It’s interesting how COVID causes us to come up with new ways of being creative. Nothing says creativity than a talk show by David Oulton. Just last year, he started his very own show Face to Face with David, where he talks to actors from inside a special isolated location, the Fairmont Hotel. He’s an actor himself, but this time he decided to broaden his horizons, by creating his own show, starring in it, and making it about him and any guest he features. While technically not Face to Face and more device to device, David makes a more personal connection with his guests in an interesting format not often used by talk shows. So, without further ado, I got down to asking David some questions about his show where he asks questions.
HNMAG: I understand you also do work as an actor, so why did you decide to try something different like hosting a talk show?
David: It came out of boredom, honestly. It was kind of around less than a year ago in April. I just started losing my mind from COVID, I had a real estate business that had come to a grinding halt. There were no auditions, no one was filming, and everything was shut down. But when I saw people on Instagram doing those LIVE shows, where it was famous people talking to other famous people, I thought “Oh, that looks interesting. I could do that! I spend all day on FaceTime anyway.” and that was kind of how it was birthed.
HNMAG: And how do you decide who gets to be on your show?
David: For the first 6 episodes, I reached out to everyone I know in the industry, or that had an interesting story. I think we ended up contacting close to 300 people, and 15 agreed. Carson Kressley and Perez Hilton said “Yes.” which gave us a little bit of credibility and they took a chance on us because it was an unknown show at that time. Now it’s a combination of 2 things: You really have to be interesting because it’s a talk show, and you have to be interested in coming on and sharing. There’s also a celebrity factor, the bigger the name, the bigger the draw of the audience. But also people that I find interesting, I don’t get super starstruck ever by anyone. However the ones I get really giddy and excited to talk to are the people I want to have on the show for a personal reason or I grew up watching them on a smaller show from 10-15 years ago. Now that we have a network and the show is growing, we’re kind of fortunate that it’s 50/50 of us reaching out and people asking US to be on the show. It’s artists, individuals, or publicists or managers offering their roster of people.
HNMAG: When it comes to your guests, how do you decide what to discuss with them?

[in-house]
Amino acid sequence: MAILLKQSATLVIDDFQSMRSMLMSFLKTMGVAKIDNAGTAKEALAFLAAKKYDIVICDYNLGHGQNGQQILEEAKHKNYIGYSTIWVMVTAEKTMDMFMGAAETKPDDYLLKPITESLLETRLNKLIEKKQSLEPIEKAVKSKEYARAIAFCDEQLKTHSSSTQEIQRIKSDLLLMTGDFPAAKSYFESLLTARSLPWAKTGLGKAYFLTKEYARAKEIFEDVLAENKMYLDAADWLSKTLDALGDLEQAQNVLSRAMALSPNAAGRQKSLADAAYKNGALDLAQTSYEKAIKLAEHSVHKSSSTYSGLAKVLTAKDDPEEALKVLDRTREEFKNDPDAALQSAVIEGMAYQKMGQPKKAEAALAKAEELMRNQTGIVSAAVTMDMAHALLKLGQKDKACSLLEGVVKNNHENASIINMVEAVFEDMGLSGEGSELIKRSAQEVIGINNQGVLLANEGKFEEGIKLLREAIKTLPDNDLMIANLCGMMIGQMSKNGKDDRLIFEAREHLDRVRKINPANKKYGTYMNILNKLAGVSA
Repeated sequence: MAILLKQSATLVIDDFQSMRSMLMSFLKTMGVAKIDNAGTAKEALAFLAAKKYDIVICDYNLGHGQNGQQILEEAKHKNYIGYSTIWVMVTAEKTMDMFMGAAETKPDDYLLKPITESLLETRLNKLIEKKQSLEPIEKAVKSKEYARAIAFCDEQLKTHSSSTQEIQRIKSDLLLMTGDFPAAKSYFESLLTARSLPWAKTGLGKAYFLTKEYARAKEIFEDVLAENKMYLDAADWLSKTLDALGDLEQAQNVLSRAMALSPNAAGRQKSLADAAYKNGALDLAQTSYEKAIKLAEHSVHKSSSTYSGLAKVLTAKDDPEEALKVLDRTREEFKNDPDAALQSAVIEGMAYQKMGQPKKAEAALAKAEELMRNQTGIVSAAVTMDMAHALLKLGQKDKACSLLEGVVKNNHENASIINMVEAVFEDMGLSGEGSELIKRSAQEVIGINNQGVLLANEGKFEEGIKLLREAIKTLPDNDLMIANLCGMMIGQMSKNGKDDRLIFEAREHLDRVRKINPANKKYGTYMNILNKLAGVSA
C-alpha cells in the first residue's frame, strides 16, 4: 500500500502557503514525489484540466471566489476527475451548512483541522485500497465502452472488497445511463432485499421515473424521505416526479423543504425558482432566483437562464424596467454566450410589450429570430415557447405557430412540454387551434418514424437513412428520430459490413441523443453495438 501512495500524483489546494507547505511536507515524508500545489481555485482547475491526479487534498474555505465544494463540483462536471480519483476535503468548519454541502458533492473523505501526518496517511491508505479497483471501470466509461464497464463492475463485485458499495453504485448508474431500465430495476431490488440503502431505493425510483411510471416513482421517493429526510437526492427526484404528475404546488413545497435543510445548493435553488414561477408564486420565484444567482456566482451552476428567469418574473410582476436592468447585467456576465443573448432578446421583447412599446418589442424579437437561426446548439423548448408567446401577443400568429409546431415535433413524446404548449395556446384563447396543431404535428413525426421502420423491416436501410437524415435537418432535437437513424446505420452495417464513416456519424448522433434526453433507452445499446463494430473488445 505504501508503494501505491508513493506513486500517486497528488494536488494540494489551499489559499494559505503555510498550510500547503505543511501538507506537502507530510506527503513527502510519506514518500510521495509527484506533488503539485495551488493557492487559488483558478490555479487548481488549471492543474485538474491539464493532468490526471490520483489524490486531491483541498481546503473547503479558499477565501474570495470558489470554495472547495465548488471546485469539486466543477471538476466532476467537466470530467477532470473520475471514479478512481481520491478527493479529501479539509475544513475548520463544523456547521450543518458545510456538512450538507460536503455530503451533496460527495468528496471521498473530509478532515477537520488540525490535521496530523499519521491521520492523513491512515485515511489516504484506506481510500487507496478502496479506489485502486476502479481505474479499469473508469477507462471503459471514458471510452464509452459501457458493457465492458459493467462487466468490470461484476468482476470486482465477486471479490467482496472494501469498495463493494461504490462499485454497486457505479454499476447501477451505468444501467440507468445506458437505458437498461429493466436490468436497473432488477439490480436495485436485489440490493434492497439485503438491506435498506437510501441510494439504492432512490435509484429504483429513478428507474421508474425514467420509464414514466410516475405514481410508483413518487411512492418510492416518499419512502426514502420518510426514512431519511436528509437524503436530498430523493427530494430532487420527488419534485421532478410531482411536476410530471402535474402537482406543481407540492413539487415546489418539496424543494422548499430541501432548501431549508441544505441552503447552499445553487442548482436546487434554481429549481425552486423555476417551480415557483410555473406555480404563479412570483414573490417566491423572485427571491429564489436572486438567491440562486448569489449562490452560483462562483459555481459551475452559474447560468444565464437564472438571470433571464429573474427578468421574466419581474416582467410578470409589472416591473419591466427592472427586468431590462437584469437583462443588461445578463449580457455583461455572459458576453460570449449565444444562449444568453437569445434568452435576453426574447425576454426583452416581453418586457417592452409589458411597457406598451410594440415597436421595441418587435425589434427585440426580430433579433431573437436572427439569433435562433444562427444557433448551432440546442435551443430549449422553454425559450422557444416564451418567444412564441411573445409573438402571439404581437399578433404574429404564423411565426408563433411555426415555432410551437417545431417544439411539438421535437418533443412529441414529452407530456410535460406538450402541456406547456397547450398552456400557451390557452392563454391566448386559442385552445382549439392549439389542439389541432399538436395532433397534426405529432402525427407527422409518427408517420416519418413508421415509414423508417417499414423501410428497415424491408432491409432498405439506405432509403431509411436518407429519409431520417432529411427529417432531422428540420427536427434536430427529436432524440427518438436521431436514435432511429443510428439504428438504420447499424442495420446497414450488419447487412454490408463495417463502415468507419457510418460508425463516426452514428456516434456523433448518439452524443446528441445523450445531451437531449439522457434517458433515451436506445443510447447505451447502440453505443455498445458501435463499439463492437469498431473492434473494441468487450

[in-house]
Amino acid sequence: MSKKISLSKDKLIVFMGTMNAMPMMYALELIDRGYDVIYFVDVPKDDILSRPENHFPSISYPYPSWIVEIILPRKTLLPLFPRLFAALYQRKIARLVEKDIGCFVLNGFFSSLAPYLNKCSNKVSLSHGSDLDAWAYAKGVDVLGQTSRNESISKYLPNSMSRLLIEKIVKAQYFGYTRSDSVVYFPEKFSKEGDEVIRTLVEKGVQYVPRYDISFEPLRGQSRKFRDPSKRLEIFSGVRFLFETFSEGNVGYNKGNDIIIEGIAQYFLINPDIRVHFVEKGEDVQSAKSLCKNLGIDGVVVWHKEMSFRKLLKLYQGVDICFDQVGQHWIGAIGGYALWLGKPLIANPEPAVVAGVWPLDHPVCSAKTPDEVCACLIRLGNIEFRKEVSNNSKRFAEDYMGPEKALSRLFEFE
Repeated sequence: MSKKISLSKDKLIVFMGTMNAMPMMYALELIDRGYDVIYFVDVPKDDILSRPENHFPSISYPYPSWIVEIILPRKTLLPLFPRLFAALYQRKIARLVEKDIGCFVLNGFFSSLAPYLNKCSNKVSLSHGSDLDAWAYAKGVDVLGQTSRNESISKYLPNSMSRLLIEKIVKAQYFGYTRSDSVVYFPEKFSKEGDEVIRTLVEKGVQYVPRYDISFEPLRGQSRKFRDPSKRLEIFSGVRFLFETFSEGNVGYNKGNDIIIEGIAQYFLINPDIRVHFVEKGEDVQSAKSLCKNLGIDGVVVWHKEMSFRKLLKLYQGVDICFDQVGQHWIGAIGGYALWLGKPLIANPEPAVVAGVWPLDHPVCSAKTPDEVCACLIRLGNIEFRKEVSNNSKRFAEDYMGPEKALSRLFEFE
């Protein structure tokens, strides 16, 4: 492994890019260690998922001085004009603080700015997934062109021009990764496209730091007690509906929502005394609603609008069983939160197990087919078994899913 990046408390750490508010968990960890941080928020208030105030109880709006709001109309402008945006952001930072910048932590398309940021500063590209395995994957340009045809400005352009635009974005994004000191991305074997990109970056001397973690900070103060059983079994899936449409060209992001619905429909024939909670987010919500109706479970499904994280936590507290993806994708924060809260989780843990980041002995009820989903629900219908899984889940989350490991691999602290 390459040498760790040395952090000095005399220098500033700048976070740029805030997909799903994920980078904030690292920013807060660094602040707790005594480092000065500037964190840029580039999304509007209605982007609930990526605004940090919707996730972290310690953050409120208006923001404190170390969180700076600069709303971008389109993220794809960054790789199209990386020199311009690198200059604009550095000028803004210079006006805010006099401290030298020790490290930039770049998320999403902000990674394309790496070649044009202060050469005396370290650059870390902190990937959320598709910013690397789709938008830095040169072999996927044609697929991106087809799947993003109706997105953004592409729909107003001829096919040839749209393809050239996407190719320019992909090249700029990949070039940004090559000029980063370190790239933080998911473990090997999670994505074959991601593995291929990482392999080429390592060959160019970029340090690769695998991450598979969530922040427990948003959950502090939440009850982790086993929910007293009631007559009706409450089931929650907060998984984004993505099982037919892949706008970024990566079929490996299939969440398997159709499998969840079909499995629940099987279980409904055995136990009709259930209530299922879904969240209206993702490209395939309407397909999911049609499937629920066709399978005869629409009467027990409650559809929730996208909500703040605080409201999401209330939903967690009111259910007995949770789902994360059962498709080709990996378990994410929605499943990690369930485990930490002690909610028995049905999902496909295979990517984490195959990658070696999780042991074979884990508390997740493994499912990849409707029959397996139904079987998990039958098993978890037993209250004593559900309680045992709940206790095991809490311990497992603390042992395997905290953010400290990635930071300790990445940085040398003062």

David: The conversations all follow a very similar format. I want to know about their career as a whole, their highs, more interestingly their lows, I find a lot of times in interviews on talk shows, they discuss what is their best experience, and I want to know what is their worst. Also, what advice do they have, we focus more broad and more timeless instead of current events. I think it gives the show a little more longevity, and the viewers tend to agree it’s nicer to step out of current events and focus more on why someone had started or their worst experience. One time in particular, we had Vanessa Williams as a guest, and she had a book coming out, and I had to ask what her book was about and her upcoming performances. She had requirements for things we had to discuss. It tends to be a balance of what the guest wants to get out of the interview, and what I am curious about. There are also researchers, we have a talent producer on the show, Rae Farrer and she does a lot of research into the guests and finds interesting but not so obvious points to question them about. Every single interview, I have a guide that will explain where this interview is going to go and what we cover.
HNMAG: And have you learned a lot of interesting new details like acting tips?
David: Yeah! What’s been the most interesting to me is not the acting itself, but the directors and producers that come on. As an actor, the most nerve-wracking place one finds himself in is at an audition or doing a self-tape. What I found the most fascinating and so many other actors will find out is what it’s like for people on the other side of the camera. What the casting process is like, where people slip up, and what immediately disqualifies people. One specific instance is Emily Andras of the show Wynona Earp. With Emily it was really interesting because she gave some insights into that audition process, but I find that the most interesting, so I’m learning a lot of elements about it.